Findings on tourism in sparsely populated areas in the Nordic Region - but the growing interest also has its downside

The corona pandemic accelerated the intense pressure for change in the tourism industry brought about by climate change, which has been reinforced by the huge enthusiasm of tourists for nature destinations. My discussions with Norwegian and Swedish tourism entrepreneurs and developers at the end of January and beginning of February confirmed that the sparsely populated areas of northern Europe are living with a new reality after the pandemic. Both the opportunities and the challenges have changed.
nainen pitelee kiesin ohjaksia museossa

Much was also shared by tourism businesses in Northern Ostrobothnia and Halifax, Canada, at the "Tourism after the Crown" webinar on 8 February 2023. A book could be written about the opportunities and challenges of these destinations in less populated areas, but I will highlight a few key observations here.

Uniqueness as a strength - what about sustainability?

Responsible tourism is not a new topic, but during the Covid-19 pandemic, the debate on climate change came to the fore in a particular way. With travel and assembly restrictions, people's eyes turned to local and natural destinations. After the pandemic, the first domestic tourists returned, and over the past years, international tourists have also returned. Their increasing numbers and intrusion even into the yards of residents to see the Northern Lights caused much debate for several reasons.

During our research and conference trip to Tromsø in the last days of January 2023, we heard from local tourism entrepreneurs, tourism developers, VisitTroms and ProTroms experts, and city representatives about the challenges and opportunities that the explosion of international interest has brought. At the ArcticFrontiers conference, these themes were also discussed by experts and decision-makers from different sectors. Tourism will always have an impact on the environment, there is no denying that, but there are many very small actions that can significantly reduce the effect. The hotel policy of "washing towels less often" or "not using plastic straws" is easy for tourists to understand and for businesses to verify, but this is just a drop in the ocean which, in the absence of other evidence, can even be seen as "greenwashing". We also need to consider where food comes from, what kind of waste is generated, and whether tourists leave their rubbish and other waste in the environment. Nor should we forget the social aspect of responsibility, from the point of view of employees and local residents.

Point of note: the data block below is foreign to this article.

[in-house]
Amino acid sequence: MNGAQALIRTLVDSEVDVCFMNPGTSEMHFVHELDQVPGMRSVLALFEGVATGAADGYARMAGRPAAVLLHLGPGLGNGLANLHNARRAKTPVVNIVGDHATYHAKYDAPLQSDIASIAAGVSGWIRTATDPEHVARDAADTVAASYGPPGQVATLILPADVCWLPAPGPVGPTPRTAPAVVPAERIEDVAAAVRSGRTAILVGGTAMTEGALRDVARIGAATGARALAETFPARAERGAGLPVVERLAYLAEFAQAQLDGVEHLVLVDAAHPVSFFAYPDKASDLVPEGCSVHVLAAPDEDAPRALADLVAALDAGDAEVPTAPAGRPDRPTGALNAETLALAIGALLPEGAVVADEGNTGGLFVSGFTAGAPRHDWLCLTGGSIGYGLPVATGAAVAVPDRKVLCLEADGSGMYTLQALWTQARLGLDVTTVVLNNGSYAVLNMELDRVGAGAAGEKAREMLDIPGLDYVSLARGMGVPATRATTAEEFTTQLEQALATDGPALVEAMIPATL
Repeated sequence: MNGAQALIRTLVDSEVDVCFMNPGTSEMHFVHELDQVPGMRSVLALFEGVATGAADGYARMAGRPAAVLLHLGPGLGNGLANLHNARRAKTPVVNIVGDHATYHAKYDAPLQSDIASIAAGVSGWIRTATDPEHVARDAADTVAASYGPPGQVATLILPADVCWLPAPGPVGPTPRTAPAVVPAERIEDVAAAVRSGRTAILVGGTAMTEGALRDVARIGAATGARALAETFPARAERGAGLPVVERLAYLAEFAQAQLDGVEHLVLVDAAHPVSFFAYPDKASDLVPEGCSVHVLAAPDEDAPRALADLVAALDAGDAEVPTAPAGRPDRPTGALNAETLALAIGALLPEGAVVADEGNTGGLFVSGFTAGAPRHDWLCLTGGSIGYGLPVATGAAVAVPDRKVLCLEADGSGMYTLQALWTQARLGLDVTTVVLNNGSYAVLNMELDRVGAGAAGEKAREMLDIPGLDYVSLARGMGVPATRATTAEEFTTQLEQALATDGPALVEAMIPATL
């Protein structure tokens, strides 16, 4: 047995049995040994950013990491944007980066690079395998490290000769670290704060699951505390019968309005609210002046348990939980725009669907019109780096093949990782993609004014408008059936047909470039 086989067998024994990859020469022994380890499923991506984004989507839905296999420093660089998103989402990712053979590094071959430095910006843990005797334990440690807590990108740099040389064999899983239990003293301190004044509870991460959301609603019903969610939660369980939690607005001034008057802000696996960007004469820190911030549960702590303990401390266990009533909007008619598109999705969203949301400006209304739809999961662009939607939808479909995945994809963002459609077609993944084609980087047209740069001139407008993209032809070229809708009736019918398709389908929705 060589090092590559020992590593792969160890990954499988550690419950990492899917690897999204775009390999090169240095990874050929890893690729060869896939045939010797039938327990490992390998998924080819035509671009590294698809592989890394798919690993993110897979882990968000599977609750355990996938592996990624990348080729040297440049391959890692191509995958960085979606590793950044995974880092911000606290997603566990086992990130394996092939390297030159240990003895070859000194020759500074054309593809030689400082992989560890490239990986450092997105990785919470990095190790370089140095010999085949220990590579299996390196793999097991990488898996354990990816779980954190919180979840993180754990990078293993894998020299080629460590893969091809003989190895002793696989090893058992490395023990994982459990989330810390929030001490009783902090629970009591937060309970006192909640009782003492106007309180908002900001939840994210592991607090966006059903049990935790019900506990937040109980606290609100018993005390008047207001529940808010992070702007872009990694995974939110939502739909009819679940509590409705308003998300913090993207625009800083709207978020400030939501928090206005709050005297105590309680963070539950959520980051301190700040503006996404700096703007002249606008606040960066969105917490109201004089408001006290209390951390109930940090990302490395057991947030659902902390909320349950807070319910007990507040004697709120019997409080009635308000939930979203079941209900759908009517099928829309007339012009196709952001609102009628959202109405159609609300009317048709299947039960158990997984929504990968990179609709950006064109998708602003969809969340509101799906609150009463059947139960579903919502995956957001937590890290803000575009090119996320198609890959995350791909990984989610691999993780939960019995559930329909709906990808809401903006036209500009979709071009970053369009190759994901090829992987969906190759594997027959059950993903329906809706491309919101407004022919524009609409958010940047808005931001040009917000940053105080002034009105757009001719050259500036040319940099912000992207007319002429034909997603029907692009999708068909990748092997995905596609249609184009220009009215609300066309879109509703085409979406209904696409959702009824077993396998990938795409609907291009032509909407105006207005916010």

With the liberalization of restrictions in northern Europe, we are seeing a new influx of tourists. Tourists are looking for authentic experiences, local 'hidden gems', closeness to nature, and routes where tourists have not yet left their mark. Cottages and other places with lots of space around - and where you need your own car to get there - are particularly popular. But how do we ensure that the peace and quiet of the local residents are not unduly disturbed, or that these "hidden gems" do not become tourist traps with their flip sides? If nature cannot cope with these flows, would it not be better for tourists to stay in areas designed to withstand the masses?
When developing services, dialogue between entrepreneurs, developers, and decision-makers is essential. It is also good to involve local people in the development of tourist services, keeping the original idea and spirit at the center. It is important to ensure that communication reaches tourists and that they also internalize the desired policies in practice.

The Jokkmokk winter market has an unusually long tradition

As an example of a tourist destination that has developed from a truly local approach, the Jokkmokk winter market, which took place in February 2023 for the 418th time, has become a phenomenon. We traveled there as part of the MERVA project, together with tourism entrepreneurs and developers on a group trip organized by PohjolaNorden. Traveling in a full coach combined sustainability and the benefits of networking. Entrepreneurs had the opportunity to present their services to other interested participants, and at the same time, entrepreneurs and developers got to know each other better.

The Jokkmokk Winter Market has been held since the 17th century, and this annual event in a small village of fewer than 3000 inhabitants has grown to become the largest market in northern Scandinavia, attracting around 50,000 visitors each year. It was gratifying to see how Sámi culture has been preserved in the market in all its forms - from the products sold to the way people dress and the side events. There were some stalls of the same type as everywhere else, but they did not dominate the market's range or change the spirit of the market.

Few places can, and need not, have growth stories like Jokkmokk. It is essential to look at familiar surroundings and things through 'foreign eyes'. Seeing what Finland has to offer is a unique experience: picking berries directly from the forest in your mouth, or walking on the ice when the sea is frozen and seeing white everywhere. If you use oatmeal left over from a tourist's breakfast table as the raw material for rolls, be sure to tell your customers about it and be proud of it. So let's not forget the responsible acts that are already traditional for us. Originally, these actions may have been motivated by a lack of resources, and environmental values may not have been considered or thought of at the time. That does not mean that we should not be genuinely proud of this practical wisdom!

Katariina Ala-Rämi, PhD, Senior Researcher, University of Oulu Kerttu Saalasti Institute

Riitta Forsten-Astikainen